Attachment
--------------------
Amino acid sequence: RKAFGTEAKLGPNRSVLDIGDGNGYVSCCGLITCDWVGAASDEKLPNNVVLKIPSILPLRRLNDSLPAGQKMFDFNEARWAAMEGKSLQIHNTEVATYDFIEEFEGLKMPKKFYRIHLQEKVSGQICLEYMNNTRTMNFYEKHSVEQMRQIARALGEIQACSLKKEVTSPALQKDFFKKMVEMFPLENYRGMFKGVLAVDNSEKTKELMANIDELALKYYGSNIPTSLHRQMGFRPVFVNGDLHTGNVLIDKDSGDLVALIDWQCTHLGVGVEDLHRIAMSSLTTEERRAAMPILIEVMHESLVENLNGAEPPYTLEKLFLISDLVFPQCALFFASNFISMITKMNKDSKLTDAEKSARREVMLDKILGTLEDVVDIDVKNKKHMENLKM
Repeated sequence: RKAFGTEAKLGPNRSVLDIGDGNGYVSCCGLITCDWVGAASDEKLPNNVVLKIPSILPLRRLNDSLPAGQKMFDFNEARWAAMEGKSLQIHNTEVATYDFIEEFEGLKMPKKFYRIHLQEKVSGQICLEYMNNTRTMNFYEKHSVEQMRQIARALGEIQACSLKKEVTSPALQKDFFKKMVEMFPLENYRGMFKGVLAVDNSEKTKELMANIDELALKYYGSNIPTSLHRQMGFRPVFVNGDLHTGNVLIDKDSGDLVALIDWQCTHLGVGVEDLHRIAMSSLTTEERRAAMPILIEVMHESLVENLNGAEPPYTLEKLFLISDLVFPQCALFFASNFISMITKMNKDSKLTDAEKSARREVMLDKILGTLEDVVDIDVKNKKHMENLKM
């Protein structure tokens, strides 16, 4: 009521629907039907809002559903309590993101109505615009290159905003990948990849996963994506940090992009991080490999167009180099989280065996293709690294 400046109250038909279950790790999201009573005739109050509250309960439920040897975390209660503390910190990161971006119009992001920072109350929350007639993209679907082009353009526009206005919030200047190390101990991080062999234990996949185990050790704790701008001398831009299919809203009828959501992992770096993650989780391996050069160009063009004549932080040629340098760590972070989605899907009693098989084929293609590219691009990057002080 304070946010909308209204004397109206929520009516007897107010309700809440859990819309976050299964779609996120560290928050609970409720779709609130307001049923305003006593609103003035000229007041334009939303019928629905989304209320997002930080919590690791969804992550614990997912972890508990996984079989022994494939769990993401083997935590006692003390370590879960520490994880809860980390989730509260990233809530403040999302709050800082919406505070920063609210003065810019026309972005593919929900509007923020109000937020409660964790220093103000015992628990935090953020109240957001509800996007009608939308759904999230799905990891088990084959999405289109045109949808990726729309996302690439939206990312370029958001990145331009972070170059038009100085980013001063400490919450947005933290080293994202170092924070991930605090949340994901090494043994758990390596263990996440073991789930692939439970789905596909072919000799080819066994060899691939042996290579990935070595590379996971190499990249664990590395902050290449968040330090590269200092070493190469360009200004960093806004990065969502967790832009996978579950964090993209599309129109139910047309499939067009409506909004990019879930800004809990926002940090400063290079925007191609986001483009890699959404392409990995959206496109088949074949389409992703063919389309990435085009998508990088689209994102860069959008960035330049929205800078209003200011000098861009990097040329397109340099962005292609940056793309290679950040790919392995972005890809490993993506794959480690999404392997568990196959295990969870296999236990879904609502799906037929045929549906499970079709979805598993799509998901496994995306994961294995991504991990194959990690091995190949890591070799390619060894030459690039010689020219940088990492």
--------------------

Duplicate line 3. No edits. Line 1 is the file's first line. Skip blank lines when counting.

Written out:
């Protein structure tokens, strides 16, 4: 009521629907039907809002559903309590993101109505615009290159905003990948990849996963994506940090992009991080490999167009180099989280065996293709690294 400046109250038909279950790790999201009573005739109050509250309960439920040897975390209660503390910190990161971006119009992001920072109350929350007639993209679907082009353009526009206005919030200047190390101990991080062999234990996949185990050790704790701008001398831009299919809203009828959501992992770096993650989780391996050069160009063009004549932080040629340098760590972070989605899907009693098989084929293609590219691009990057002080 304070946010909308209204004397109206929520009516007897107010309700809440859990819309976050299964779609996120560290928050609970409720779709609130307001049923305003006593609103003035000229007041334009939303019928629905989304209320997002930080919590690791969804992550614990997912972890508990996984079989022994494939769990993401083997935590006692003390370590879960520490994880809860980390989730509260990233809530403040999302709050800082919406505070920063609210003065810019026309972005593919929900509007923020109000937020409660964790220093103000015992628990935090953020109240957001509800996007009608939308759904999230799905990891088990084959999405289109045109949808990726729309996302690439939206990312370029958001990145331009972070170059038009100085980013001063400490919450947005933290080293994202170092924070991930605090949340994901090494043994758990390596263990996440073991789930692939439970789905596909072919000799080819066994060899691939042996290579990935070595590379996971190499990249664990590395902050290449968040330090590269200092070493190469360009200004960093806004990065969502967790832009996978579950964090993209599309129109139910047309499939067009409506909004990019879930800004809990926002940090400063290079925007191609986001483009890699959404392409990995959206496109088949074949389409992703063919389309990435085009998508990088689209994102860069959008960035330049929205800078209003200011000098861009990097040329397109340099962005292609940056793309290679950040790919392995972005890809490993993506794959480690999404392997568990196959295990969870296999236990879904609502799906037929045929549906499970079709979805598993799509998901496994995306994961294995991504991990194959990690091995190949890591070799390619060894030459690039010689020219940088990492």